Obesity, waist size and prevalence of current asthma in the California Teachers Study cohort
- J Von Behren1,
- M Lipsett2,
- P L Horn-Ross1,3,
- R J Delfino4,
- F Gilliland5,
- R McConnell5,
- L Bernstein6,
- C A Clarke1,3,
- P Reynolds1,3
- 1Northern California Cancer Center, Berkeley and Fremont, California, USA
- 2Environmental Health Investigations Branch, California Department of Public Health, Richmond, California, USA
- 3Department of Health Research and Policy, Stanford University School of Medicine, Stanford, California, USA
- 4Department of Epidemiology, School of Medicine, University of California, Irvine, California, USA
- 5Keck School of Medicine, University of Southern California, Los Angeles, California, USA
- 6Department of Cancer Etiology, City of Hope National Medical Center, Duarte, California, USA
- Correspondence to Ms J Von Behren, Northern California Cancer Center, 2001 Center Street, Suite 700, Berkeley, CA 94704, USA;
- Received 29 January 2009
- Accepted 6 July 2009
- Published Online First 25 August 2009
Background: Obesity is a risk factor for asthma, particularly in women, but few cohort studies have evaluated abdominal obesity which reflects metabolic differences in visceral fat known to influence systemic inflammation. A study was undertaken to examine the relationship between the prevalence of asthma and measures of abdominal obesity and adult weight gain in addition to body mass index (BMI) in a large cohort of female teachers.
Methods: Prevalence odds ratios (ORs) for current asthma were calculated using multivariable linear modelling, adjusting for age, smoking and race/ethnicity.
Results: Of the 88 304 women in the analyses, 13% (n = 11 500) were obese (BMI ⩾30 kg/m2) at baseline; 1334 were extremely obese (BMI ⩾40 kg/m2). Compared with those of normal weight, the adjusted OR for adult-onset asthma increased from 1.40 (95% confidence interval (CI) 1.31 to 1.49) for overweight women to 3.30 (95% CI 2.85 to 3.82) for extremely obese women. Large waist circumference (>88 cm) was associated with increased asthma prevalence, even among women with a normal BMI (OR 1.37, 95% CI 1.18 to 1.59). Among obese women the OR for asthma was greater in those who were also abdominally obese than in women whose waist was ⩽88 cm (2.36 vs 1.57). Obese and overweight women were at greater risk of severe asthma episodes, measured by urgent medical visits and hospital admissions.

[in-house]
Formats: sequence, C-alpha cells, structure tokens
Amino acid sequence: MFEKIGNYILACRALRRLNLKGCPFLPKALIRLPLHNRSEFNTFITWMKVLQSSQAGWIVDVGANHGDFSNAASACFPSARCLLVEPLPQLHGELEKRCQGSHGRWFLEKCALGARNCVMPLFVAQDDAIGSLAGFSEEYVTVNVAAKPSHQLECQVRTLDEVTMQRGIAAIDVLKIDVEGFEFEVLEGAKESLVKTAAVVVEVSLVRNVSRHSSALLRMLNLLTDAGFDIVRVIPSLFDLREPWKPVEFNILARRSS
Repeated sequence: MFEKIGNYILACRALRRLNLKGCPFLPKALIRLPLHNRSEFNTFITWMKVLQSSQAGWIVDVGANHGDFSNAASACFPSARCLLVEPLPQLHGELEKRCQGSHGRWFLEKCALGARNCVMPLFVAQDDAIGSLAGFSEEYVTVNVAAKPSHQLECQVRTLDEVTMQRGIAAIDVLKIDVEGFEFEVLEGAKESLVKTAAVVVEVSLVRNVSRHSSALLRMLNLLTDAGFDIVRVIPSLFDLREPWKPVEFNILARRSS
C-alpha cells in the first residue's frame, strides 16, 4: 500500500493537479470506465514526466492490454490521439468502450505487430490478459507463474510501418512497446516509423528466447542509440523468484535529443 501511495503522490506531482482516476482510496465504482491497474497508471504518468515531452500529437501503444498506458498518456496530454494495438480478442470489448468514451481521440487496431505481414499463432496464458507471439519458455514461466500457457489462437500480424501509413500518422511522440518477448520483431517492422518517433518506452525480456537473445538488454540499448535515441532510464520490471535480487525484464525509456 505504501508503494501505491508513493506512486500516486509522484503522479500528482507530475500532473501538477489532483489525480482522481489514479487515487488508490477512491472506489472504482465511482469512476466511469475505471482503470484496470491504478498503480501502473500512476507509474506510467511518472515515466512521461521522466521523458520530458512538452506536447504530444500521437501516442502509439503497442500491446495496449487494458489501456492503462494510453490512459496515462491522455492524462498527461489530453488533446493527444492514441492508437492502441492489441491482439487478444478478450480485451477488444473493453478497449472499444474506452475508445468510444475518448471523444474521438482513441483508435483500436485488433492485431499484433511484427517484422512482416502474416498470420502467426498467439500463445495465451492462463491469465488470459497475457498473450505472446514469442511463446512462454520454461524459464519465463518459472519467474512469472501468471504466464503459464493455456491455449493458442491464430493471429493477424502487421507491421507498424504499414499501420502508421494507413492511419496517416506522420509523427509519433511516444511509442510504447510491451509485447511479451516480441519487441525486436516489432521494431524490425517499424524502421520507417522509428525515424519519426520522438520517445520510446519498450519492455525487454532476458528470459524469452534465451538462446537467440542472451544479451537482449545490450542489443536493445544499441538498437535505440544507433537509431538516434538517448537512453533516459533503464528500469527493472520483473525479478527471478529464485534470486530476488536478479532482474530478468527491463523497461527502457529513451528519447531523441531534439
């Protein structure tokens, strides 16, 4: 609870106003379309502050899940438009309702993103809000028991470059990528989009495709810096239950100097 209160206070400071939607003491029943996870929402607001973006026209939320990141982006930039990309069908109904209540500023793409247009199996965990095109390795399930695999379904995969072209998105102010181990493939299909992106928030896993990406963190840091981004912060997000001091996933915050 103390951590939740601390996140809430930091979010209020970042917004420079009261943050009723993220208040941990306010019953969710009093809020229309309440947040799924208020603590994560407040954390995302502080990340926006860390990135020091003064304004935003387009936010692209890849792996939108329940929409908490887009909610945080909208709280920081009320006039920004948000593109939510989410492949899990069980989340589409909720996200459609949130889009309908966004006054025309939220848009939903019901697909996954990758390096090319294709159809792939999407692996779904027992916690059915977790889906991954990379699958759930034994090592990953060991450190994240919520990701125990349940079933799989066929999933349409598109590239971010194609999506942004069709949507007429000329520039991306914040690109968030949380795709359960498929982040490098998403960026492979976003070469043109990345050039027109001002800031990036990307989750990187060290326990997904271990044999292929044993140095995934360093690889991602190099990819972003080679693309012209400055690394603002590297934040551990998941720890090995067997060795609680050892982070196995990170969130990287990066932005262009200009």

Conclusions: This study confirms the association between excess weight and asthma severity and prevalence, and showed that a large waist was associated with increased asthma prevalence even among women considered to have normal body weight.
Funding National Cancer Institute (R01 CA77398, R01 CA105224).
Competing interests None.
Provenance and Peer review Not commissioned; not externally peer reviewed.
Ethics approval The use of human subject data was approved by the California Committee for the Protection of Human Subjects and the institutional review boards of the participating institutions.